China is dismissing U.S. President Barack Obama's pledge to take a tougher stance toward the Asian economic power over trade and currency issues.
A spokesman for China's Foreign Ministry Ma Zhaoxu told reporters Thursday that "accusations and pressure" will not help solve the problem, which has contributed to China's massive trade surplus with the United States.
Mr. Obama told a group of lawmakers from his own Democratic Party Wednesday that his administration plans to put "constant pressure" on China and other countries to open their markets in reciprocal ways.
U.S. manufacturers have also complained for years about Beijing's tight manipulation of its currency, saying it gives an unfair pricing advantage to Chinese manufacturers when they sell their goods overseas.
Beijing has rejected calls to revalue its currency.
The Foreign Ministry spokesman said Friday that the exchange rate is not the cause of the trade deficit between the two countries, and expressed hope that the U.S. will view trade and currency issues "in a balanced and fair light."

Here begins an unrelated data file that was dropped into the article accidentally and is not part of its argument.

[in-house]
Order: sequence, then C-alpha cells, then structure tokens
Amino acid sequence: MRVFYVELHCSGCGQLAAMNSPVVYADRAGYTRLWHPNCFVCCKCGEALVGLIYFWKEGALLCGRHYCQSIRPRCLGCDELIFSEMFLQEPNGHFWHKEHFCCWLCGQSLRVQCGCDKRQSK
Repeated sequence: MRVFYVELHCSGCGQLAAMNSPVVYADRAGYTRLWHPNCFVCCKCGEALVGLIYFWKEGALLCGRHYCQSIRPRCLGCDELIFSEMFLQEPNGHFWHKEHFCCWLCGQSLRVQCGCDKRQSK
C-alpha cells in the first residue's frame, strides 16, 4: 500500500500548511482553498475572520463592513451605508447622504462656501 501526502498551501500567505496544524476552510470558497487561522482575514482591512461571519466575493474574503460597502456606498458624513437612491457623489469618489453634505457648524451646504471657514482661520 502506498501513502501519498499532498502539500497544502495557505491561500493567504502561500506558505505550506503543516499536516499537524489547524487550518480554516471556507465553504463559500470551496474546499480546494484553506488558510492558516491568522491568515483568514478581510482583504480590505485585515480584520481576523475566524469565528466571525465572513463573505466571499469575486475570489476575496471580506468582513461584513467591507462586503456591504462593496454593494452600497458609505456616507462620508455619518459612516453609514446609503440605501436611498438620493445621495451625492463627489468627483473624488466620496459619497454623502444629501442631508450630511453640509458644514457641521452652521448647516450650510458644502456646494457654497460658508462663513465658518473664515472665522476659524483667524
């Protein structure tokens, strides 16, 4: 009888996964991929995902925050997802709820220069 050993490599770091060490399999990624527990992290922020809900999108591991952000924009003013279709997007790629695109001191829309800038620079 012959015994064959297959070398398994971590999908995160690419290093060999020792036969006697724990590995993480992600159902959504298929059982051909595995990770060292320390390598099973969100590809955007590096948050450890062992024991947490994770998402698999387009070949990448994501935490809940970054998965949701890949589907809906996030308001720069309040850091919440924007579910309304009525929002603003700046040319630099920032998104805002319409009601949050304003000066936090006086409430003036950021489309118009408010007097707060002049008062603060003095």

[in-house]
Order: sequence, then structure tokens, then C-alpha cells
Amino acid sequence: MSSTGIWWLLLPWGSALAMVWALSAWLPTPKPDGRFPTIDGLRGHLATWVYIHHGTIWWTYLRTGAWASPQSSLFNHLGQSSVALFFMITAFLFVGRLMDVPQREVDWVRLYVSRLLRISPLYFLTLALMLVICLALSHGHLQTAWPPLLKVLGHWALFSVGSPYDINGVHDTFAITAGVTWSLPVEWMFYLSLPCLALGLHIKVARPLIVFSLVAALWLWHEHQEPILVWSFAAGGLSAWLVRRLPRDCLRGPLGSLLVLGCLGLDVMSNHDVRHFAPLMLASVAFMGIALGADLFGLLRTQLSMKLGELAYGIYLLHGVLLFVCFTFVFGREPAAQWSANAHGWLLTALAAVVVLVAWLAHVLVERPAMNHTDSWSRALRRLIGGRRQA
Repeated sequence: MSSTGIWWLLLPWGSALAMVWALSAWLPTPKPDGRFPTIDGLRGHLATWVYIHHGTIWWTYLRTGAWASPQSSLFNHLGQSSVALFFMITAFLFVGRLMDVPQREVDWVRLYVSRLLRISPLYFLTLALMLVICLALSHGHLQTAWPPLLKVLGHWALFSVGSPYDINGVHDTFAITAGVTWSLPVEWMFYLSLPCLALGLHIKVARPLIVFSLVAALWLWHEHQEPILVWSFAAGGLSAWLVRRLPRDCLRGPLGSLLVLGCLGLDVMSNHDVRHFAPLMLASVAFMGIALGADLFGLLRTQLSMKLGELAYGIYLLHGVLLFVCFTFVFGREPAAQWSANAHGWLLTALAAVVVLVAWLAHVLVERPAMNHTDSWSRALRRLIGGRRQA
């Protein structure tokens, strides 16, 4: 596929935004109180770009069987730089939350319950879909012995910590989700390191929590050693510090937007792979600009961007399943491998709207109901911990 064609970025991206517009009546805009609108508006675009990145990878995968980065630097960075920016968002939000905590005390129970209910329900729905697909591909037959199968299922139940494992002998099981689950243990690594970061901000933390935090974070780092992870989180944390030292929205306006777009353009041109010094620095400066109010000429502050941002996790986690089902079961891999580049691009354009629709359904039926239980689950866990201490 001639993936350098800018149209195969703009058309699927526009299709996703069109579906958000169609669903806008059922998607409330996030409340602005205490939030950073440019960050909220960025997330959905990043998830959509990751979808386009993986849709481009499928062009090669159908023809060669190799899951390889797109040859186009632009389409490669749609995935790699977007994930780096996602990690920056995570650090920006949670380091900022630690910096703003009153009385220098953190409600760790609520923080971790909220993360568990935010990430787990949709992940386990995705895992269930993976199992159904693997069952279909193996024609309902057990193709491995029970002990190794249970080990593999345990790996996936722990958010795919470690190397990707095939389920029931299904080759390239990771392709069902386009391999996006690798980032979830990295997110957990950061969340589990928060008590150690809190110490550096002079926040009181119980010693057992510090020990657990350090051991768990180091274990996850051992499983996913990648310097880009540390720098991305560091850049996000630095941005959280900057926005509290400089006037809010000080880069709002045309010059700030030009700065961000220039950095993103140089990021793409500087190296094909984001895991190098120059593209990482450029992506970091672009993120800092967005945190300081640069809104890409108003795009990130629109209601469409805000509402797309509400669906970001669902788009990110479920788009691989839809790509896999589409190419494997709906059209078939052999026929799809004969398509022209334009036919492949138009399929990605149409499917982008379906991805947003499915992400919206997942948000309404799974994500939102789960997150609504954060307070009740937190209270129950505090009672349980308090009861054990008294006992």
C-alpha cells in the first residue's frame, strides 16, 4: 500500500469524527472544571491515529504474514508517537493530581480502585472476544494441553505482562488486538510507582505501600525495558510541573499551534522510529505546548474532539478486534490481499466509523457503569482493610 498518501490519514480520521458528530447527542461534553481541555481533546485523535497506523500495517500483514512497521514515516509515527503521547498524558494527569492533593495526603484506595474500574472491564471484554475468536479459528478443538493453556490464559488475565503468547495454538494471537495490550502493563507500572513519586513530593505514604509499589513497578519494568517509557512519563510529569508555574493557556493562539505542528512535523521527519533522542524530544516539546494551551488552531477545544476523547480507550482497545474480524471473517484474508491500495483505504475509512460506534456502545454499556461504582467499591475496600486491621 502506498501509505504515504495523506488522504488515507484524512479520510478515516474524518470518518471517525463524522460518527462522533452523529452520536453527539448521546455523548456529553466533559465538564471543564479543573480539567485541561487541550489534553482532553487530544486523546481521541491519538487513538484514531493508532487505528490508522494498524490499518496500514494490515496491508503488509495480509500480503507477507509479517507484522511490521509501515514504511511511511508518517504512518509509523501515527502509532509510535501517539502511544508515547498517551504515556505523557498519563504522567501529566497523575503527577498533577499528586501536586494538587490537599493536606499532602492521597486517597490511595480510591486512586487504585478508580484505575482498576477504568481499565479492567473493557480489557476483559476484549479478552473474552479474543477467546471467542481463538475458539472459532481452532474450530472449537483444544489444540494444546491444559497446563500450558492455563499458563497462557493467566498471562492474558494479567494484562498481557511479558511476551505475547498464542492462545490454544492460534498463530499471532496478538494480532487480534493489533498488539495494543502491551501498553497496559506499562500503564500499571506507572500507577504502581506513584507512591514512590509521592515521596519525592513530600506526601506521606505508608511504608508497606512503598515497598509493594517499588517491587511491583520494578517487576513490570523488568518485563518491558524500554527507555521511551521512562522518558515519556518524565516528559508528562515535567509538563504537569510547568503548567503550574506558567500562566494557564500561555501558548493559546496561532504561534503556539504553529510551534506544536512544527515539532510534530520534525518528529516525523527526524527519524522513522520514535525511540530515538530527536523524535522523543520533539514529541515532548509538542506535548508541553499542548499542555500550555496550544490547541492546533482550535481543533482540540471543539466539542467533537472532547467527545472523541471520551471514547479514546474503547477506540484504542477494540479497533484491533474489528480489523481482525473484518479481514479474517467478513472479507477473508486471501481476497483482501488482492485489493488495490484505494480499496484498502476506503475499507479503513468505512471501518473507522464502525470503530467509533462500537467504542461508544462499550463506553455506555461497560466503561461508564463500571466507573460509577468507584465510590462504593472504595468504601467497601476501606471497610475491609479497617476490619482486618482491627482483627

Bilateral relations have been strained in recent weeks, starting with claims of Chinese cyber attacks on U.S. Web sites, including Google. U.S. arms sales to Taiwan and President Obama's plan to meet with Tibet's exiled spiritual leader, the Dalai Lama, have strained ties further.
Beijing is angry over the recent $6.4-billion arms deal between Washington and Taiwan, the self-ruled island that China considers as part of its territory.
Mr. Obama also says he plans to follow through with his pledge to hold talks with the Dalai Lama, despite China's displeasure. The Chinese Foreign Ministry spokesman said Wednesday his government "resolutely opposes" such a meeting.